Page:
BAGHDAD — Abu Hassan took deep breaths of joy as he crossed the double-decker bridge spanning the Tigris River. The water below may have stunk of sewage. The air may have been choked with traffic fumes. It didn't matter to Abu Hassan.
He was free after nearly a year hidden inside his house, the only place he had felt safe from the gunmen and killers who had taken over his neighborhood in south Baghdad.
"To breathe, to see people, to feel that I am still alive," he said recently, recalling his decision that day last winter to drive across the bridge leading from the Dora neighborhood to central Baghdad.
All he did was buy gas, turn around and go back into his house, but Abu Hassan, a Shiite Muslim living in a mainly Sunni Arab area, had taken his first tentative steps back into the world that had terrified him for so long.
This is one man's story of survival in the midst of the capital's deadly sectarian war, but it is also the story of how fear paralyzed a city by driving people underground or out of their homes.
The International Organization for Migration estimates that since February 2006, when the bombing of a Shiite mosque in Samarra unleashed massive Sunni-Shiite bloodshed, 1.5 million Iraqis have been displaced within the country, most of them Baghdad residents who fled their neighborhoods. There is no estimate of how many people locked themselves away and pretended not to exist, as Abu Hassan did.
For Abu Hassan, it was a year in which time had no meaning. He would not sleep until 3 or 4 a.m. He would eat meals and devour nuts, coffee, tea and soda all day while watching TV. He would try to read, but it was difficult to concentrate.
"I was thinking about what would happen after one hour, tonight, tomorrow," he said.
After the mosque bombing, Dora quickly became one of the capital's worst killing grounds. Sunni insurgents loyal to Al Qaeda in Iraq began moving in, targeting Christians and Shiites, who were minorities in the area. The once-thriving Dora market fell into ruin, and the streets became dumping grounds for bodies of people who refused gunmen's orders to leave their homes and businesses.
An influx of U.S. and Iraqi security forces in the last year, along with the growth of neighborhood security groups known as the Sons of Iraq, has changed Dora and brought the number of attacks down to about one or two a week, according to the U.S. military.
But the people of Dora are wary of pushing too far, too fast.
Abu Hassan, for example, went back into hiding for weeks after his drive over the bridge and finally emerged fully in December. He reluctantly began telling his story a few weeks ago, but is terrified that insurgents will come after him if they learn he was living in their midst.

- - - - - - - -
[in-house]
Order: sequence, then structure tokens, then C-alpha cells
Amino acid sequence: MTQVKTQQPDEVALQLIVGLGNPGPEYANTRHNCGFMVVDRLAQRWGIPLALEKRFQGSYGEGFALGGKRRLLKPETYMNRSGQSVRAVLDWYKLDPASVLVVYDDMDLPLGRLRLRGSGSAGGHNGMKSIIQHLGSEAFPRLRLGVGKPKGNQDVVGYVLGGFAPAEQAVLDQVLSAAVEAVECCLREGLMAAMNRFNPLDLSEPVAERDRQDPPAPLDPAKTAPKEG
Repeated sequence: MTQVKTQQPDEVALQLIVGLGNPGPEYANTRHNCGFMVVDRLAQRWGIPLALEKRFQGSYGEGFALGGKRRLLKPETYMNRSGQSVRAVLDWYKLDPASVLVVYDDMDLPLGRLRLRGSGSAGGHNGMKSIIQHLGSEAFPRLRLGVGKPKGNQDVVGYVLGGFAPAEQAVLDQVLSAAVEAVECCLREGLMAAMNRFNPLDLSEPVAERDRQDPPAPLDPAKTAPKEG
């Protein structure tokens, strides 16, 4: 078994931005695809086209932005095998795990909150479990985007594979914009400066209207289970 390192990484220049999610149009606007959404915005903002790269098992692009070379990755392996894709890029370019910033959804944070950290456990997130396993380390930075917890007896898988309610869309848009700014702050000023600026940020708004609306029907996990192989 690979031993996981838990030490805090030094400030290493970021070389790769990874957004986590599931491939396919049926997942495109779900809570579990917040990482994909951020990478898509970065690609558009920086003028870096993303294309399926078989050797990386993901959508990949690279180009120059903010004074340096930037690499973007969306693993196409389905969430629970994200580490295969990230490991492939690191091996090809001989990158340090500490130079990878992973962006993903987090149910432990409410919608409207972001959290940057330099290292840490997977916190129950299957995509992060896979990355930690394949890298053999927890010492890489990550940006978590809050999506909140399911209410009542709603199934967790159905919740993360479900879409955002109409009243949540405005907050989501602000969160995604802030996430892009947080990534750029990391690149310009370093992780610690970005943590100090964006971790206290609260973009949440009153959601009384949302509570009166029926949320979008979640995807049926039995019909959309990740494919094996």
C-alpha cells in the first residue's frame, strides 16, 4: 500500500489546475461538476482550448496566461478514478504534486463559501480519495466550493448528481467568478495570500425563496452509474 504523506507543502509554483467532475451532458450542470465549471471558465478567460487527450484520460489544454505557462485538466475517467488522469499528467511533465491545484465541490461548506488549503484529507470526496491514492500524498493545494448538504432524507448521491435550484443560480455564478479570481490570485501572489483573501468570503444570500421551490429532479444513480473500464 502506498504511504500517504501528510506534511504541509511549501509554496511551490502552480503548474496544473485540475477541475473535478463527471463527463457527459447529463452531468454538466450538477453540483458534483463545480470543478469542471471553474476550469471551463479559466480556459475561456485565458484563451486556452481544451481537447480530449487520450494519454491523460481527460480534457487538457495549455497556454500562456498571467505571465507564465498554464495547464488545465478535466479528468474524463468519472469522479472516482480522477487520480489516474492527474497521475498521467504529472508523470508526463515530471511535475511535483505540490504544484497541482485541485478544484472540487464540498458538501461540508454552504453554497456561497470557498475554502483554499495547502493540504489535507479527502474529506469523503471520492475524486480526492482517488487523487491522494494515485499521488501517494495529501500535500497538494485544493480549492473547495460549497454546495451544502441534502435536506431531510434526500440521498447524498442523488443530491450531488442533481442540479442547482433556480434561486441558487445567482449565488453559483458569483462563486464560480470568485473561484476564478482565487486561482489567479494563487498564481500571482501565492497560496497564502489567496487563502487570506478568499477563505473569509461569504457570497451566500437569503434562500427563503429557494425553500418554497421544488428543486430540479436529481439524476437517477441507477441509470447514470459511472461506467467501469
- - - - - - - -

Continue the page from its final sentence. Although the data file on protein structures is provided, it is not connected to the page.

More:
So he refuses to give his full name, going only by a moniker that identifies him as the father of Hassan. He will not identify the Shiite uncle and cousin who were killed by insurgents last year when they refused gunmen's orders to close their shop.
He won't allow visitors into the home he shares with his parents and his wife and son. Nor will he come to where foreigners live. He won't let his house be photographed or permit a physical description of himself to be published, other than to say he is 32 and fat -- a result of his overeating during his self-imposed house arrest.
He fidgets and squirms as he speaks and glances around frequently, as if looking for a stalker. He chain-smokes, forcefully shoving each butt into the ashtray at a hotel cafe before lighting the next one. Still, he is impeccably dressed and unfailingly polite as he finally tells his story after canceling plans to meet several times.
Abu Hassan made the decision to hide the month his son was born: November 2006. Worried for his family's safety, he sought advice from a Lebanese friend who had survived his own country's civil war.
"You have the experience of 15 years of sectarian killing," he said to the friend. "What is the best to do?" The friend advised him to shut himself off from the violence.
That wasn't easy. Abu Hassan was a car salesman who commuted to another part of town. Insurgents favored his upscale neighborhood because of the comfortable houses, the highway that offered a quick escape route and the vast fields nearby that were ideal for stashing weapons and for hiding from security forces.
"Day by day, things got worse," Abu Hassan said. "The highway was witnessing killings, kidnappings and explosions. It was not possible even for the security forces to put checkpoints in some of its parts. The checkpoints there were always attacked."